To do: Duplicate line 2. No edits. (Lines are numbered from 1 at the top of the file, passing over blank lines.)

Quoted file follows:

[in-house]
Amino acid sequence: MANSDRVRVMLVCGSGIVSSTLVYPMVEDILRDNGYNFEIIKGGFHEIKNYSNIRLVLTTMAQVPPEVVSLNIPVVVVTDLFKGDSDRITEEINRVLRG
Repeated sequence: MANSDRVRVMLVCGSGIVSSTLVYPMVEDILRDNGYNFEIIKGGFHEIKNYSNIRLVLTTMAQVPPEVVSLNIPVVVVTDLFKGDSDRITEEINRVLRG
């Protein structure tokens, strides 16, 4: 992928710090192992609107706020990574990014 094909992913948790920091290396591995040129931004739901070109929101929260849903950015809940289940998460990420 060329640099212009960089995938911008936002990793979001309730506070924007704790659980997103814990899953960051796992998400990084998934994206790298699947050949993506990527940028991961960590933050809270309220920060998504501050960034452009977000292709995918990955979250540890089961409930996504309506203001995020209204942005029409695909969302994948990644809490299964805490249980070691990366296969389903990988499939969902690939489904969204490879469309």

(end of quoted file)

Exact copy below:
Amino acid sequence: MANSDRVRVMLVCGSGIVSSTLVYPMVEDILRDNGYNFEIIKGGFHEIKNYSNIRLVLTTMAQVPPEVVSLNIPVVVVTDLFKGDSDRITEEINRVLRG